English Composition 1101

English Composition 1101

English 1101 is a writing- intensive course designed to strengthen your composition skills. Writing a variety of essays, in addition to a research paper, will help you develop skills such as building an argument, adopting your writing for different needs and situations, interpreting and responding to a text, incorporating secondary source material effectively, and mastering the mechanics of quoting, citing, and documenting sources. The poems, short stories, essays, and newspaper articles we will read together are focused on New York City and urban issues. We will be reading pieces both for their inherent literary value and also as models of composition that you may employ in your writing assignments. Reflecting on your own experiences alongside these texts will ensure active discussion regarding communities, public space, urban art forms, education, class, race, gender, crime, gentrification, and other topics of debate. The English 1101 course is dedicated to strengthening reading and writing. We will focus on establishing vocabulary and critical reading skills, scaffold approaches to writing assignments, correct grammar and punctuation, and positive habits for collegiate success, including note taking and study skills.

ENG1101

ENG1101

Each time we write for an audience, we have a new purpose for doing so and a new set of readers with expectations of what, how, and why we should write for them. Learning to write effectively means not only advancing sentence-level skills, such as vocabulary and grammar, but also understanding the fundamental relationship between author and audience well enough to adapt appropriately to each new writing situation. One such situation is academic writing, in which you most often write to inform or persuade and your audience expects you to adhere to certain conventions of voice, structure, evidence, argument, format, and citation. In this class, we’ll cover a lot of ground between skills in reading, writing, and research with the ultimate goal of becoming more effective, comfortable writers overall, and specifically, more fluent academic writers. The assigned text, “The Place Where We Dwell,” will allow us a glimpse into the personal lives, and perhaps understand different languages, communities and educational journeys of many authors who have migrated to the New York City area. Students will discover how newcomers deal with issues of immigration, cultural identity and class inside this microcosm and make a connection to their own personal experiences.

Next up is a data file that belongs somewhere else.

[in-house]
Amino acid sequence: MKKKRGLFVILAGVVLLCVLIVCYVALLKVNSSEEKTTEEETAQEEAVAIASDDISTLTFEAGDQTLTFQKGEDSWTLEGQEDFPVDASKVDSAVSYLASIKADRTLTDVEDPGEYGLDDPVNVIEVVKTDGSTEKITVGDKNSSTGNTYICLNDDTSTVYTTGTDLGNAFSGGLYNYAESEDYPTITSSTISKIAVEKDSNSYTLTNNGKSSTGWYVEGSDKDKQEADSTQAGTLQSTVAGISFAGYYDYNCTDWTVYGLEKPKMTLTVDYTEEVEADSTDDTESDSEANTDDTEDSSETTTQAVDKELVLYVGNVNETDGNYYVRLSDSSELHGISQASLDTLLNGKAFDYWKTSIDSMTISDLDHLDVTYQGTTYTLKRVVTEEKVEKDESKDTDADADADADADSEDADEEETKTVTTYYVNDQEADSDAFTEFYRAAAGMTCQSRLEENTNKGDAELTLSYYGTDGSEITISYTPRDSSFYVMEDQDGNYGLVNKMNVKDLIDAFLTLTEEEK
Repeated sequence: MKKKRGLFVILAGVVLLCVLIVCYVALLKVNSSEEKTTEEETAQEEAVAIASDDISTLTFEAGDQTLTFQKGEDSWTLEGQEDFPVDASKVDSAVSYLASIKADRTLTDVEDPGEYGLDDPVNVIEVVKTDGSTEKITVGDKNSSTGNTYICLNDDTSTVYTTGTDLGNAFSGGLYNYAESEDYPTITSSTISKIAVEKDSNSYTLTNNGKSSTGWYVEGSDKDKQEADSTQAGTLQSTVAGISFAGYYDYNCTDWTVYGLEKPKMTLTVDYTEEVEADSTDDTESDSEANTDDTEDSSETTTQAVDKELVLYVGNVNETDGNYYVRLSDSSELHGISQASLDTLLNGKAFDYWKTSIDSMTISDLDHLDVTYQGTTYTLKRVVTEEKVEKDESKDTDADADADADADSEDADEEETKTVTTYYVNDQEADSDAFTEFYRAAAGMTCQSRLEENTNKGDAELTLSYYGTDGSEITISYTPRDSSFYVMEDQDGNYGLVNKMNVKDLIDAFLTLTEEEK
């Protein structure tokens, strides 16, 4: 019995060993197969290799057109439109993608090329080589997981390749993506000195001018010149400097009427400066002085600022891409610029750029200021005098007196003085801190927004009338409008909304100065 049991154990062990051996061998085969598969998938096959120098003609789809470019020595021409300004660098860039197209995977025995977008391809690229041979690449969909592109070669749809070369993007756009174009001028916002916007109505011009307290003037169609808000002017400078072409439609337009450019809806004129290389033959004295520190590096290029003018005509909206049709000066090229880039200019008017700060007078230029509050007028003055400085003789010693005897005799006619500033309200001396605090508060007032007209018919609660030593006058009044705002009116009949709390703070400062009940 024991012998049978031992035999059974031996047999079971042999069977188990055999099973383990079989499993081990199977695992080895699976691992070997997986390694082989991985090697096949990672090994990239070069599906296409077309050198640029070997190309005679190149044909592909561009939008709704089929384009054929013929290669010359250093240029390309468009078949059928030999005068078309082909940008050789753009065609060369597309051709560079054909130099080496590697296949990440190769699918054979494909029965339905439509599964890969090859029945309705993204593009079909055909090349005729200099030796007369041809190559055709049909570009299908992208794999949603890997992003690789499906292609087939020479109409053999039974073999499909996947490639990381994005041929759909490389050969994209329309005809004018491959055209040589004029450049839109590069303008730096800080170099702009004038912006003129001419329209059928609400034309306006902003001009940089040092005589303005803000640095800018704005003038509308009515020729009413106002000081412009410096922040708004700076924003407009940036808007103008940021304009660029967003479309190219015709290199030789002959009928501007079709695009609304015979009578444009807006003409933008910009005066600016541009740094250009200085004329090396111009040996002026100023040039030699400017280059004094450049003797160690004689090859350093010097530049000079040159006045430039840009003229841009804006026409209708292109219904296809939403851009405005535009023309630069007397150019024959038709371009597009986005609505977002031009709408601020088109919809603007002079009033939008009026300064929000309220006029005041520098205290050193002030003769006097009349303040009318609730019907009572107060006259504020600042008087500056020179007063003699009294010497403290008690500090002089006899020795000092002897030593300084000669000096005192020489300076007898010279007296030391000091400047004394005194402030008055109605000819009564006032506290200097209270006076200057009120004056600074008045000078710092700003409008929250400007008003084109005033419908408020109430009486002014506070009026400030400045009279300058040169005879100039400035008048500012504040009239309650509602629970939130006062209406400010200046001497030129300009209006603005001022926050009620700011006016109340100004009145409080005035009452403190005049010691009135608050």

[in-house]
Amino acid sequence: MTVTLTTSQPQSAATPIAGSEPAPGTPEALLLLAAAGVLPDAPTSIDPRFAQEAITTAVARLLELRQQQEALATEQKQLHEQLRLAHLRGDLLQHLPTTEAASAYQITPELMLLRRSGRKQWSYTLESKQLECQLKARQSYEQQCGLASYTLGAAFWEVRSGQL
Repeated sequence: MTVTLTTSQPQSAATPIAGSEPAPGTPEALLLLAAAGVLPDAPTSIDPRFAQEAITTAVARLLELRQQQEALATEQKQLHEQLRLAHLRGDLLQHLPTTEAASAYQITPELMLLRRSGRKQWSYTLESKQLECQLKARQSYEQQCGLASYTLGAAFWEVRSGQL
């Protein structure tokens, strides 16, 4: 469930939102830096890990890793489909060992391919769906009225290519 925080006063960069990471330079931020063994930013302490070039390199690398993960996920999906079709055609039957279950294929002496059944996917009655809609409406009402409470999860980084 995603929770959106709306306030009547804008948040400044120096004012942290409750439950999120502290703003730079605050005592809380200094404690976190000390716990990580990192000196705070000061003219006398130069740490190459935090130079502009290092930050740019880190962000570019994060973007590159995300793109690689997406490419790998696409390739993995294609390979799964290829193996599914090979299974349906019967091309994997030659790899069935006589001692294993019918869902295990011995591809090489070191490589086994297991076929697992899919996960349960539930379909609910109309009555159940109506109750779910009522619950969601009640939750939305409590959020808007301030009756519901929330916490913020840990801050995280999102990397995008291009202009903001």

My Projects

ENG 1101Co Team

ENG 1101Co Team

This project is for 1101Co faculty.

Office of the Provost

Office of the Provost

City Tech’s Source for Academic Affairs Information

First Year Writing @ City Tech

First Year Writing @ City Tech

FYW@City Tech is a program and a digital forum for sharing curricular and pedagogical resources related to teaching and learning about writing at City Tech. The First Year Writing Program @ City Tech (FYW@City Tech) offers professional and curricular support for faculty teaching First Year Writing Courses (ENG1101 and ENG1121) at the college. As a repository of materials related to best practices in teaching writing, the FYW@City Tech Web site is a place where FYW instructors and faculty across the college can learn more about teaching writing and archive their unique disciplinary resources related to teaching writing at a college of technology.

My Clubs

Professor Zahra Patterson hasn't created or joined any clubs yet.